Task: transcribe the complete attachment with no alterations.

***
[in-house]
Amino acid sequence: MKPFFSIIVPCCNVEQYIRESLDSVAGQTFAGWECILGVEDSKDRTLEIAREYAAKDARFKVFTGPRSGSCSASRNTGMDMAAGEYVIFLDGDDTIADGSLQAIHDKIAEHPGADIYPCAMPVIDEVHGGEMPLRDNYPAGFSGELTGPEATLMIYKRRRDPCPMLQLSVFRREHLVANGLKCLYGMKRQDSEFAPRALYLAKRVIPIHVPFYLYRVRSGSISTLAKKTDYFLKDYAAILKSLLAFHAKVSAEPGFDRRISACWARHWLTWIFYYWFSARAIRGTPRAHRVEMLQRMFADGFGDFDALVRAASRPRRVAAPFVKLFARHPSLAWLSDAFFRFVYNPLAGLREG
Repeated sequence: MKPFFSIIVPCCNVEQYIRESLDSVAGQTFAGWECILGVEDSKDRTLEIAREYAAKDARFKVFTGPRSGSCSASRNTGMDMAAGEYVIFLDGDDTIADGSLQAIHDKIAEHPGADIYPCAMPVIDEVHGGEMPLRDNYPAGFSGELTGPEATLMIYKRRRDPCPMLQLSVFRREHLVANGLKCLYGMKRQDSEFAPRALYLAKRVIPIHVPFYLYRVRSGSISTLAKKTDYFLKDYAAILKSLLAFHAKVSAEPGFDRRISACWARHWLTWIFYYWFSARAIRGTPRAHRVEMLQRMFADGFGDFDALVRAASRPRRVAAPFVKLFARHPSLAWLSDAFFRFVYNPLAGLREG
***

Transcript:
[in-house]
Amino acid sequence: MKPFFSIIVPCCNVEQYIRESLDSVAGQTFAGWECILGVEDSKDRTLEIAREYAAKDARFKVFTGPRSGSCSASRNTGMDMAAGEYVIFLDGDDTIADGSLQAIHDKIAEHPGADIYPCAMPVIDEVHGGEMPLRDNYPAGFSGELTGPEATLMIYKRRRDPCPMLQLSVFRREHLVANGLKCLYGMKRQDSEFAPRALYLAKRVIPIHVPFYLYRVRSGSISTLAKKTDYFLKDYAAILKSLLAFHAKVSAEPGFDRRISACWARHWLTWIFYYWFSARAIRGTPRAHRVEMLQRMFADGFGDFDALVRAASRPRRVAAPFVKLFARHPSLAWLSDAFFRFVYNPLAGLREG
Repeated sequence: MKPFFSIIVPCCNVEQYIRESLDSVAGQTFAGWECILGVEDSKDRTLEIAREYAAKDARFKVFTGPRSGSCSASRNTGMDMAAGEYVIFLDGDDTIADGSLQAIHDKIAEHPGADIYPCAMPVIDEVHGGEMPLRDNYPAGFSGELTGPEATLMIYKRRRDPCPMLQLSVFRREHLVANGLKCLYGMKRQDSEFAPRALYLAKRVIPIHVPFYLYRVRSGSISTLAKKTDYFLKDYAAILKSLLAFHAKVSAEPGFDRRISACWARHWLTWIFYYWFSARAIRGTPRAHRVEMLQRMFADGFGDFDALVRAASRPRRVAAPFVKLFARHPSLAWLSDAFFRFVYNPLAGLREG